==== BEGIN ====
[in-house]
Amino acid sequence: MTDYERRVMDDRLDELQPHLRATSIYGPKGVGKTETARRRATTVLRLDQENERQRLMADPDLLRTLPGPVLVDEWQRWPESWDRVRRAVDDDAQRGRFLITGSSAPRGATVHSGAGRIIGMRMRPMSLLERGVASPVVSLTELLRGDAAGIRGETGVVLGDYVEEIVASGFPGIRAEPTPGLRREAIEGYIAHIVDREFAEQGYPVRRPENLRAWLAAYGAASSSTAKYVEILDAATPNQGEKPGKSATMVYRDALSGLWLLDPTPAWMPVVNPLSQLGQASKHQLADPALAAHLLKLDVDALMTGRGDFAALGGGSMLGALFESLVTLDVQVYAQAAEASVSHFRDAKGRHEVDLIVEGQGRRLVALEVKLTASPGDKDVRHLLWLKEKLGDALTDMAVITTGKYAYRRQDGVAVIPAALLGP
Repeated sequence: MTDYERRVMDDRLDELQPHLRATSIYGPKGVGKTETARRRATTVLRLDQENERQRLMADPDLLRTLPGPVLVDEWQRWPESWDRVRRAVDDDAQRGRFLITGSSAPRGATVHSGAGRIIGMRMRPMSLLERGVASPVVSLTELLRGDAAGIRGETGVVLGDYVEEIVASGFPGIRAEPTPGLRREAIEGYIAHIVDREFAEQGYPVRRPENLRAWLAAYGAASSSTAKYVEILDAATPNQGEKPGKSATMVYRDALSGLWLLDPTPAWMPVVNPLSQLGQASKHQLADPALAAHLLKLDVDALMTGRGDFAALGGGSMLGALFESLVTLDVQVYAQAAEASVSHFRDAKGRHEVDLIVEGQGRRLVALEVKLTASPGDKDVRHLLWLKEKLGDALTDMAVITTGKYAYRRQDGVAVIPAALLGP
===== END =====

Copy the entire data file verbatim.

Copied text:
[in-house]
Amino acid sequence: MTDYERRVMDDRLDELQPHLRATSIYGPKGVGKTETARRRATTVLRLDQENERQRLMADPDLLRTLPGPVLVDEWQRWPESWDRVRRAVDDDAQRGRFLITGSSAPRGATVHSGAGRIIGMRMRPMSLLERGVASPVVSLTELLRGDAAGIRGETGVVLGDYVEEIVASGFPGIRAEPTPGLRREAIEGYIAHIVDREFAEQGYPVRRPENLRAWLAAYGAASSSTAKYVEILDAATPNQGEKPGKSATMVYRDALSGLWLLDPTPAWMPVVNPLSQLGQASKHQLADPALAAHLLKLDVDALMTGRGDFAALGGGSMLGALFESLVTLDVQVYAQAAEASVSHFRDAKGRHEVDLIVEGQGRRLVALEVKLTASPGDKDVRHLLWLKEKLGDALTDMAVITTGKYAYRRQDGVAVIPAALLGP
Repeated sequence: MTDYERRVMDDRLDELQPHLRATSIYGPKGVGKTETARRRATTVLRLDQENERQRLMADPDLLRTLPGPVLVDEWQRWPESWDRVRRAVDDDAQRGRFLITGSSAPRGATVHSGAGRIIGMRMRPMSLLERGVASPVVSLTELLRGDAAGIRGETGVVLGDYVEEIVASGFPGIRAEPTPGLRREAIEGYIAHIVDREFAEQGYPVRRPENLRAWLAAYGAASSSTAKYVEILDAATPNQGEKPGKSATMVYRDALSGLWLLDPTPAWMPVVNPLSQLGQASKHQLADPALAAHLLKLDVDALMTGRGDFAALGGGSMLGALFESLVTLDVQVYAQAAEASVSHFRDAKGRHEVDLIVEGQGRRLVALEVKLTASPGDKDVRHLLWLKEKLGDALTDMAVITTGKYAYRRQDGVAVIPAALLGP